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Ronnie Strength ends career as sheriff

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There was one noticeable difference in Ronnie Strength’s attire on his last day as Richmond County sheriff.

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Retiring Richmond County Sheriff Ronnie Strength said it's been a long time since his desk has looked so barren.    MICHAEL HOLAHAN/STAFF
MICHAEL HOLAHAN/STAFF
Retiring Richmond County Sheriff Ronnie Strength said it's been a long time since his desk has looked so barren.


For the first time in his 11 years in office, Strength didn’t wear a tie to work Monday.

He called the day “bittersweet” and said he wasn’t sure what emotions would arise when he walked away from 400 Walton Way.

“I don’t know (what will happen),” Strength said. “I’ve never left before. It will be emotional.”

Strength has been a fixture at the Sheriff’s Office for more than three decades. He rose through the ranks from a road patrol deputy in the 1970s to his election as sheriff in 2000.

Although the job was stressful, knowing there were more than 200,000 people who depended on him, Strength said he has no regrets.

“These things will take a toll on you. I was dark-headed when I started this job,” he said with a laugh.

Throughout his tenure, employees and members of the community would seek his advice, Strength said. Even if it didn’t have anything to do with law enforcement, he said he tried to take time to show that he cared.

“The community has been good to me,” he said.

By early Monday, Strength had pretty much cleared out his office, which Sheriff-Elect Richard Roundtree will officially take over Tuesday. All but one box had been packed in his truck.

Although he prides himself on throwing away mostly everything that isn’t necessary, there are a few things he couldn’t part with.

Two permanent fixtures on the walls of his old office, a magazine layout featuring him and a pair of old .45-caliber Western handguns, will now hang in his home.

From Tuesday on, his schedule will be free, but that doesn’t mean he’s going to sit around, stop working and “deteriorate,” which was one of the main concerns of friends and family when he announced in March that he wouldn’t seek re-election.

Strength said he still intends to wake up at 6 a.m. every day and feels confident there are plenty of things to keep him busy at his property in Jefferson County.

Strength and his wife, Patti, recently purchased a home and more than 100 acres there, where he said life moves “at a slower pace.”

It’s a place where Strength looks forward to spending more quality time with his family, whom he said he neglected more often than he preferred in his career.

“Now I’ll be able to say I’ve had the best of both worlds,” he said.

CAREER HISTORY

A look at Richmond County Sheriff Ronnie Strength’s career:

1972: Left J.B. White department store where he was operations manager to become a Richmond County Sheriff’s deputy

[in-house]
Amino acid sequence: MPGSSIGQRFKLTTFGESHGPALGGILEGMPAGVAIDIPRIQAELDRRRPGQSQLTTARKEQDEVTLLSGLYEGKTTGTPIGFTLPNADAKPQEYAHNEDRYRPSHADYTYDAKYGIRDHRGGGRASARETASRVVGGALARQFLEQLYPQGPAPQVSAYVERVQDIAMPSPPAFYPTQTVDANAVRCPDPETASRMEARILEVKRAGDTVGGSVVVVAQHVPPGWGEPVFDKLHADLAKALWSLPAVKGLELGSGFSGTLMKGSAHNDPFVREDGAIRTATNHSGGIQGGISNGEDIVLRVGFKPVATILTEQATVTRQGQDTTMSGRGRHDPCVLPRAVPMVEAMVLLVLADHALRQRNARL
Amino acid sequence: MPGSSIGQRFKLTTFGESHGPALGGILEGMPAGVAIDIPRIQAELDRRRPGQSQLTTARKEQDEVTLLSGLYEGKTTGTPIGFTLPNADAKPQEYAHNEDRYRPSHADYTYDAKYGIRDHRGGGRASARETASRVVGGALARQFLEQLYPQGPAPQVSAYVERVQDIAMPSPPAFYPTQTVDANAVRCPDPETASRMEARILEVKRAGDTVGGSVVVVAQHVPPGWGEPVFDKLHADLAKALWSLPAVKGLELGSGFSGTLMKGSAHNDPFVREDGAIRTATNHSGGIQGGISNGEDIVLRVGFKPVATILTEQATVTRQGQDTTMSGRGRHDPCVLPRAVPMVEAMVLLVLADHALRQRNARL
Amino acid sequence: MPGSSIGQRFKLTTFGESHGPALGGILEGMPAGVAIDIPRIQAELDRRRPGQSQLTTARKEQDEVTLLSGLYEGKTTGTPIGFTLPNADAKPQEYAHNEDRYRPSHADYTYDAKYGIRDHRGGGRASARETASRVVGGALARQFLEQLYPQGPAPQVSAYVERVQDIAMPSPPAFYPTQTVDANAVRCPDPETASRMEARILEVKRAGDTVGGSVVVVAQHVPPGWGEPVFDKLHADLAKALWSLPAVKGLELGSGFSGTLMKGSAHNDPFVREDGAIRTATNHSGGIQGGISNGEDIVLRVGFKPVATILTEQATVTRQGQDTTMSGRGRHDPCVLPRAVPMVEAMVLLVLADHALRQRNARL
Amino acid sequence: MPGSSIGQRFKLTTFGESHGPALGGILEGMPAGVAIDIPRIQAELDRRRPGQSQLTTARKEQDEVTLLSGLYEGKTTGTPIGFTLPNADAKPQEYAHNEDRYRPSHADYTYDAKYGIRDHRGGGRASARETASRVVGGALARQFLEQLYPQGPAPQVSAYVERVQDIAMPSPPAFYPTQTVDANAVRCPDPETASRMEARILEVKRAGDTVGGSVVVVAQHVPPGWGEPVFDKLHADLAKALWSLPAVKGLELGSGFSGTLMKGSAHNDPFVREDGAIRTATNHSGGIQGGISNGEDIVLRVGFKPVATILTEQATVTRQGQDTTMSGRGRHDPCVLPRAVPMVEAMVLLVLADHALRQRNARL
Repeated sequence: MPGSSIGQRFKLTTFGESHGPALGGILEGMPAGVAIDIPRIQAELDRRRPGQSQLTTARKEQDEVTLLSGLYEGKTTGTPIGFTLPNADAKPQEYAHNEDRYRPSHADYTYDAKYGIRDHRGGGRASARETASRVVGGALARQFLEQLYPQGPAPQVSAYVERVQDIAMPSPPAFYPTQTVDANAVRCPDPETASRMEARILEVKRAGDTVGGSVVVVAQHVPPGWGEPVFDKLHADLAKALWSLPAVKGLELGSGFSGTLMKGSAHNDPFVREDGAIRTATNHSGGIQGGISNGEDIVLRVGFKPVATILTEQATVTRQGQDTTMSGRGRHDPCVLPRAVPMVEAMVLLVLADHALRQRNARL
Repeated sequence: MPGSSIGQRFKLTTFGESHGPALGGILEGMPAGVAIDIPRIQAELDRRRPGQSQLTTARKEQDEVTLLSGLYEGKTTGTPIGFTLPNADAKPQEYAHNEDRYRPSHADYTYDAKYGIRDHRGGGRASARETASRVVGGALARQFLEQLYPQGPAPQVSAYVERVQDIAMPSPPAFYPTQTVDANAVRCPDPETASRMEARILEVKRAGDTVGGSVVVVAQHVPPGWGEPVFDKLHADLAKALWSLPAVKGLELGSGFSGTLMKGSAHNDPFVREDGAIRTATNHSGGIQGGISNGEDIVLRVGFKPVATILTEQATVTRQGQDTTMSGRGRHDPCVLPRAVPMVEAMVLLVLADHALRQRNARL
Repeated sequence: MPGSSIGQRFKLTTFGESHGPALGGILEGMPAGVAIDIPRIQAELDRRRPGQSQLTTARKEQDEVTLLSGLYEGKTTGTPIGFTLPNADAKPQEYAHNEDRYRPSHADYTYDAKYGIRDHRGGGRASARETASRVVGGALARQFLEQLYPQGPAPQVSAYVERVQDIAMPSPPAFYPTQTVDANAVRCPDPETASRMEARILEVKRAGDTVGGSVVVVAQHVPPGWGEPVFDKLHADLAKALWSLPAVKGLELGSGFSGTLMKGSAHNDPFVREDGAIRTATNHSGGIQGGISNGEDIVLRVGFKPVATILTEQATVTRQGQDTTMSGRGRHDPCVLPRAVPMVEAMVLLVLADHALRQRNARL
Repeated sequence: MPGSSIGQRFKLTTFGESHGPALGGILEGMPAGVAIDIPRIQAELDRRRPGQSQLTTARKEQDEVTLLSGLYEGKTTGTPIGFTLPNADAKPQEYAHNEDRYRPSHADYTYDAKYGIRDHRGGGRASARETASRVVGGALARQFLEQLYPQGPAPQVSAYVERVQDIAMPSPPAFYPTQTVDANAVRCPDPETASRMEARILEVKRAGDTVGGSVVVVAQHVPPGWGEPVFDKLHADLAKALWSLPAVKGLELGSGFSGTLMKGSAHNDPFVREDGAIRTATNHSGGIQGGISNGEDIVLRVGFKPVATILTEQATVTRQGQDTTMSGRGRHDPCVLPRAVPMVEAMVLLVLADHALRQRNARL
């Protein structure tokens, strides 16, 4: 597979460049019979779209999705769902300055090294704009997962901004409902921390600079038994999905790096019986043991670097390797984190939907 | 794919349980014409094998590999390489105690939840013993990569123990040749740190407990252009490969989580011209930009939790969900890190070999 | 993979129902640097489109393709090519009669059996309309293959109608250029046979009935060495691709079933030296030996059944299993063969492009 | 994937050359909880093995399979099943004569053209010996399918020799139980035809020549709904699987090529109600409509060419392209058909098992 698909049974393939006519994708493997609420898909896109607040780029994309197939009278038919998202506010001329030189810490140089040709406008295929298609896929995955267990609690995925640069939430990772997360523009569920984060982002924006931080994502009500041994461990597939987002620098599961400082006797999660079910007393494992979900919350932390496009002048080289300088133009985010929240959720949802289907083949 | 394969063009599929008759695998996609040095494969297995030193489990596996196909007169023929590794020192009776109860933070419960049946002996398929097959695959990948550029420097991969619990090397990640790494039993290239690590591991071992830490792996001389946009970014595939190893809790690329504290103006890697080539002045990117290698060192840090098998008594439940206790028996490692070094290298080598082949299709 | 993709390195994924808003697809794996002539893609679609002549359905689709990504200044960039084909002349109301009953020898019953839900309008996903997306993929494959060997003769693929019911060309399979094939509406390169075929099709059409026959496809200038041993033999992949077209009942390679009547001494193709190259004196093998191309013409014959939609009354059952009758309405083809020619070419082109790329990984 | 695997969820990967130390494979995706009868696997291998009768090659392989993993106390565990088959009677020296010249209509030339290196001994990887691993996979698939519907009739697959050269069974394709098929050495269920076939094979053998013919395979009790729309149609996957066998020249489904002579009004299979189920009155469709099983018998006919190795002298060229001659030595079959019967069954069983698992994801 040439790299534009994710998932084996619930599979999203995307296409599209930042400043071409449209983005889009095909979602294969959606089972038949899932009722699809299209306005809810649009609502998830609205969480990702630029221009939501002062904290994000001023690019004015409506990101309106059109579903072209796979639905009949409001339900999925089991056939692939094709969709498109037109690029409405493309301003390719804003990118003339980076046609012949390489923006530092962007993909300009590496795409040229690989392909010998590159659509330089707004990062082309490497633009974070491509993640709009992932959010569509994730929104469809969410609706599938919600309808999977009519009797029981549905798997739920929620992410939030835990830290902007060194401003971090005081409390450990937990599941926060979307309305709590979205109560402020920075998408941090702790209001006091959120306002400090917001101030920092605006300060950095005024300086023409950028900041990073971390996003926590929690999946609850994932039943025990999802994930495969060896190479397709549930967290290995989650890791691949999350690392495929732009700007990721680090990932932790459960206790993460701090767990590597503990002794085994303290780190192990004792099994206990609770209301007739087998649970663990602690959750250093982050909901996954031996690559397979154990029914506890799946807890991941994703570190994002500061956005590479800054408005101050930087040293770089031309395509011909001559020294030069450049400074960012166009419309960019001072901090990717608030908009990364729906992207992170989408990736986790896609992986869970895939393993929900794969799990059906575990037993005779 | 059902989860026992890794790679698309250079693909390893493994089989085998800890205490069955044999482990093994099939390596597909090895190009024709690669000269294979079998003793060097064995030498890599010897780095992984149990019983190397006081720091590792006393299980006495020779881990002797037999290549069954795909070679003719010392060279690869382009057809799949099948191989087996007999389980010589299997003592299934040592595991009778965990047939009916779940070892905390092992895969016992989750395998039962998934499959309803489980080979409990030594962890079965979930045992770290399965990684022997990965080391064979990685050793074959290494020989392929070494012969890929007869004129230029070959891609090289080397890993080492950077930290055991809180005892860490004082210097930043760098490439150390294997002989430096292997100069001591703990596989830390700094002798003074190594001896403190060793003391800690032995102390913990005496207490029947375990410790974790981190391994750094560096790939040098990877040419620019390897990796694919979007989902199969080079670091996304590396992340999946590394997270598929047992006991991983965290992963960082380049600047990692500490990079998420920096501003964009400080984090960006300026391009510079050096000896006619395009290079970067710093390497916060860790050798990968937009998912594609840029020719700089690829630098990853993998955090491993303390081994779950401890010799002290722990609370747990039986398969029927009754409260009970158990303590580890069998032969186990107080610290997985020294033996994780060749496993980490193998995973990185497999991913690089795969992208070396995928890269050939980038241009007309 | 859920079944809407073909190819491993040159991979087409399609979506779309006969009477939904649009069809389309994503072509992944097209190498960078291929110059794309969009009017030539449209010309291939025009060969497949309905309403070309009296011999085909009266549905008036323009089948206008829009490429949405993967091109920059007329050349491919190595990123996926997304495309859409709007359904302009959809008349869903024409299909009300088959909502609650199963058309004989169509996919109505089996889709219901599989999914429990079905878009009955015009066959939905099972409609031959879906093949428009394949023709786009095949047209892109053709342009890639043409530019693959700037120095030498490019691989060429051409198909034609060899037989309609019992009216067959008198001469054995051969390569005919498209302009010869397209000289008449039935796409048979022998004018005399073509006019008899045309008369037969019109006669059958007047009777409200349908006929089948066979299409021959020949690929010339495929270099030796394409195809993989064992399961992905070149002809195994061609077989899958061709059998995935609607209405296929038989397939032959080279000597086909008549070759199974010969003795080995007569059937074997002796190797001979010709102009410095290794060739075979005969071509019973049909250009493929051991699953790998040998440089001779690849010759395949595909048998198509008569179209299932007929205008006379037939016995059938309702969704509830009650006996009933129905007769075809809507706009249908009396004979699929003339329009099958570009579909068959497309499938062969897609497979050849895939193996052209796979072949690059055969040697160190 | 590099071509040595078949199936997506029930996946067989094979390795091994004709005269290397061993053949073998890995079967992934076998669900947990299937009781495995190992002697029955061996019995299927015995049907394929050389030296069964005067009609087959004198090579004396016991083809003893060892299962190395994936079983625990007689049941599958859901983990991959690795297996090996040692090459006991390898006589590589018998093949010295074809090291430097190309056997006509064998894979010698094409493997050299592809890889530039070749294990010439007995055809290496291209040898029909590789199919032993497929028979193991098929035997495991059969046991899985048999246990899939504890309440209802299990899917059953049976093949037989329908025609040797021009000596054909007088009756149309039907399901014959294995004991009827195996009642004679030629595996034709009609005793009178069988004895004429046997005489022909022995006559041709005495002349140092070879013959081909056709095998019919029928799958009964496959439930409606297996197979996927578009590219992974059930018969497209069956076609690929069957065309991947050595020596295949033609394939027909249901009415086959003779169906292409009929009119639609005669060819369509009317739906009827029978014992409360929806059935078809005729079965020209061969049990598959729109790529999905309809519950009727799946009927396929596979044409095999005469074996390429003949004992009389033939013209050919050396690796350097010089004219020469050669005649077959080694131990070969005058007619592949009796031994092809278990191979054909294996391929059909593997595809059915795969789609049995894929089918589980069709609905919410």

1973: Worked for a year on road patrol then left to return to J.B. White when the store offered him a new position and higher salary at the refurbished, larger National Hills store

1976: Went back to the sheriff’s department, started over at road patrol

1978: Promoted to violent crimes investigator

1979: Promoted to sergeant

1981: Promoted to investigative lieutenant

1983: Promoted to major

1989: Sheriff Charles Webster appointed him second chief deputy along with Chief Deputy Sidney Hatfield

2000: Elected sheriff, trouncing Republican Leon Garvin with nearly 74 percent of the vote

2004: Re-elected sheriff (ran unopposed)

2008: Re-elected sheriff (ran unopposed)

2012: Announced he wouldn’t run for a fourth term

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Sweet son
11585
Points
Sweet son 12/31/12 - 08:02 pm
4
0
Let Me be the First!

To say what a great job you have done. You are a Sheriff's sheriff; a people's sheriff and simply a good humble man! I am sure you won't forget us in Richmond County and I hope that both you and Patty can divide your time between Jefferson County and your Richmond County roots. Best wishes on your retirement!!!!

soapy_725
44110
Points
soapy_725 01/01/13 - 09:44 am
0
0
We live in a day when heroes are hard to find.
Unpublished

Even harder to identify. We are amazed at the "god worship" for someone doing what they were paid to do? Does staying out of jail while in office make one a hero these days? Biblically there are no "good men". But if he was a moral person, then great. Morals and ethics should be a part of the job of a man with the power of life and death.

Police, firefighters and public officials are paid to "do a job". Are they by definition greater than say a "Georgia Power lineman" working in the rain at peril of his life to restore electricity to a hospital?

John R.Richards
4
Points
John R.Richards 01/01/13 - 03:07 pm
1
0
Ronnie is a true gentleman,I

Ronnie is a true gentleman,I came back to Augusta to start a child i.d. company.It took me about about 10 seconds to get an appointment and to see him.He will be missed dearly.What a stand up man!!!!!!!!!!!He will be hard to replace.Thanks Ronnie,Good Luck,
Johnny

OpenCurtain
10049
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OpenCurtain 01/02/13 - 08:43 am
0
0
Retired, but not forgotten

I am willing to bet that Mr. Strength will be quietly tapped on from time to time in the future.

Any knowledge he share will help others avoid the many pitfalls of the job.

BTW:
Ronnie while you are out riding the tractor, we hear so much about, remember Farming is a dangerous job or hobby.

So be extra careful.

The 2011 OSHA Numbers
Farmers and ranchers, 41 deaths per 100,000.
Police and sheriff's patrol officers, 19 per 100,000.

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